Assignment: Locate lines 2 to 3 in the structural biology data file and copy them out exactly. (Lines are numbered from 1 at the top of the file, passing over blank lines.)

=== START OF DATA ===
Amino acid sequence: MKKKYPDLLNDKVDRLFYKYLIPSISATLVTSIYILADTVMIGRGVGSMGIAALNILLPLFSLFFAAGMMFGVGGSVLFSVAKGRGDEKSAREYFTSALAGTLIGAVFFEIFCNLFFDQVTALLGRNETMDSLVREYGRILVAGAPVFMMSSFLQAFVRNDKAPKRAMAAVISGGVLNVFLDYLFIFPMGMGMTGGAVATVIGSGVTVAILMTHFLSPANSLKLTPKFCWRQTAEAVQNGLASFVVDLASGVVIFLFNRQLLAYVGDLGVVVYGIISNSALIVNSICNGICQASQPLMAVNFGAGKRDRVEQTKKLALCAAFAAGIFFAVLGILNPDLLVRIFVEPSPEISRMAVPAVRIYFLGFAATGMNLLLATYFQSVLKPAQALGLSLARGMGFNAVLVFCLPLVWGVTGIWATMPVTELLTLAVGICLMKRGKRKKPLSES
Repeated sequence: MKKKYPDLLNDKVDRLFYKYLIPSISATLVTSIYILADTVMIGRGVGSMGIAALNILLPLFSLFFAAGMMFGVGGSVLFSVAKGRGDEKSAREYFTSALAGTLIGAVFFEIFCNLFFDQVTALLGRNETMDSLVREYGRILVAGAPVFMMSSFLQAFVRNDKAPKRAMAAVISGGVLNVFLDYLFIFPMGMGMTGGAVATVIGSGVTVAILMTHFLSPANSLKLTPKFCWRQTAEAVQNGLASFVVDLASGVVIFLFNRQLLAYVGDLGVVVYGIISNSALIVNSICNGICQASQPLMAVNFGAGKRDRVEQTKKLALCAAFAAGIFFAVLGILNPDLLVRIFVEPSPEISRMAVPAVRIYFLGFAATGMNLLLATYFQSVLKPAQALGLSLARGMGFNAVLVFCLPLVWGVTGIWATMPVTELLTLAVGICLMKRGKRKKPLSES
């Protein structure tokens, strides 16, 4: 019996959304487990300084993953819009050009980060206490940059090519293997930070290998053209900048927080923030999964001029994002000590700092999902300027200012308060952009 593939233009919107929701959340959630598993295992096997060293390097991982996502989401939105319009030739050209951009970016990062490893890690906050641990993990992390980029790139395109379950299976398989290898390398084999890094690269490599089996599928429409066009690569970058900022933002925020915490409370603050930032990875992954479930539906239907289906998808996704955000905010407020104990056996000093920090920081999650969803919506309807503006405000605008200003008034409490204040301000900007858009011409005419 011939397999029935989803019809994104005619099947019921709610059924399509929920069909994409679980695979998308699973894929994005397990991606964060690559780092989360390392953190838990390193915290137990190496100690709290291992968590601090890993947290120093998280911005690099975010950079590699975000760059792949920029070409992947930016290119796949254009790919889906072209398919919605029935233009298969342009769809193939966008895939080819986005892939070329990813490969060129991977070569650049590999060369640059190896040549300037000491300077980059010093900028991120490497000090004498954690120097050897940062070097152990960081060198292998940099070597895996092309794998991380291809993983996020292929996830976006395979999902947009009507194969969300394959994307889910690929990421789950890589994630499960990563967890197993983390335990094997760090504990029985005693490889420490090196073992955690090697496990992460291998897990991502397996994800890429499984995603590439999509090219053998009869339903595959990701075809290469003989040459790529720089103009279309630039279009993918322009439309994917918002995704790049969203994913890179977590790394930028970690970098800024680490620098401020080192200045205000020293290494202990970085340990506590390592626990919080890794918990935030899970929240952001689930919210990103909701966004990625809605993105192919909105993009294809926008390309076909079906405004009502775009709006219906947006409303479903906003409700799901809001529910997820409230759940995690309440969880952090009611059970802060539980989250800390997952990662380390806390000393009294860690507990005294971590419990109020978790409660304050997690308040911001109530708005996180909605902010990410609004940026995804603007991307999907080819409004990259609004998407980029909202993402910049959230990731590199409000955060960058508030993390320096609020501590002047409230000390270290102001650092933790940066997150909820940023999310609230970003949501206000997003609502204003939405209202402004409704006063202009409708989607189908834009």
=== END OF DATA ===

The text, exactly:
Repeated sequence: MKKKYPDLLNDKVDRLFYKYLIPSISATLVTSIYILADTVMIGRGVGSMGIAALNILLPLFSLFFAAGMMFGVGGSVLFSVAKGRGDEKSAREYFTSALAGTLIGAVFFEIFCNLFFDQVTALLGRNETMDSLVREYGRILVAGAPVFMMSSFLQAFVRNDKAPKRAMAAVISGGVLNVFLDYLFIFPMGMGMTGGAVATVIGSGVTVAILMTHFLSPANSLKLTPKFCWRQTAEAVQNGLASFVVDLASGVVIFLFNRQLLAYVGDLGVVVYGIISNSALIVNSICNGICQASQPLMAVNFGAGKRDRVEQTKKLALCAAFAAGIFFAVLGILNPDLLVRIFVEPSPEISRMAVPAVRIYFLGFAATGMNLLLATYFQSVLKPAQALGLSLARGMGFNAVLVFCLPLVWGVTGIWATMPVTELLTLAVGICLMKRGKRKKPLSES
């Protein structure tokens, strides 16, 4: 019996959304487990300084993953819009050009980060206490940059090519293997930070290998053209900048927080923030999964001029994002000590700092999902300027200012308060952009 593939233009919107929701959340959630598993295992096997060293390097991982996502989401939105319009030739050209951009970016990062490893890690906050641990993990992390980029790139395109379950299976398989290898390398084999890094690269490599089996599928429409066009690569970058900022933002925020915490409370603050930032990875992954479930539906239907289906998808996704955000905010407020104990056996000093920090920081999650969803919506309807503006405000605008200003008034409490204040301000900007858009011409005419 011939397999029935989803019809994104005619099947019921709610059924399509929920069909994409679980695979998308699973894929994005397990991606964060690559780092989360390392953190838990390193915290137990190496100690709290291992968590601090890993947290120093998280911005690099975010950079590699975000760059792949920029070409992947930016290119796949254009790919889906072209398919919605029935233009298969342009769809193939966008895939080819986005892939070329990813490969060129991977070569650049590999060369640059190896040549300037000491300077980059010093900028991120490497000090004498954690120097050897940062070097152990960081060198292998940099070597895996092309794998991380291809993983996020292929996830976006395979999902947009009507194969969300394959994307889910690929990421789950890589994630499960990563967890197993983390335990094997760090504990029985005693490889420490090196073992955690090697496990992460291998897990991502397996994800890429499984995603590439999509090219053998009869339903595959990701075809290469003989040459790529720089103009279309630039279009993918322009439309994917918002995704790049969203994913890179977590790394930028970690970098800024680490620098401020080192200045205000020293290494202990970085340990506590390592626990919080890794918990935030899970929240952001689930919210990103909701966004990625809605993105192919909105993009294809926008390309076909079906405004009502775009709006219906947006409303479903906003409700799901809001529910997820409230759940995690309440969880952090009611059970802060539980989250800390997952990662380390806390000393009294860690507990005294971590419990109020978790409660304050997690308040911001109530708005996180909605902010990410609004940026995804603007991307999907080819409004990259609004998407980029909202993402910049959230990731590199409000955060960058508030993390320096609020501590002047409230000390270290102001650092933790940066997150909820940023999310609230970003949501206000997003609502204003939405209202402004409704006063202009409708989607189908834009």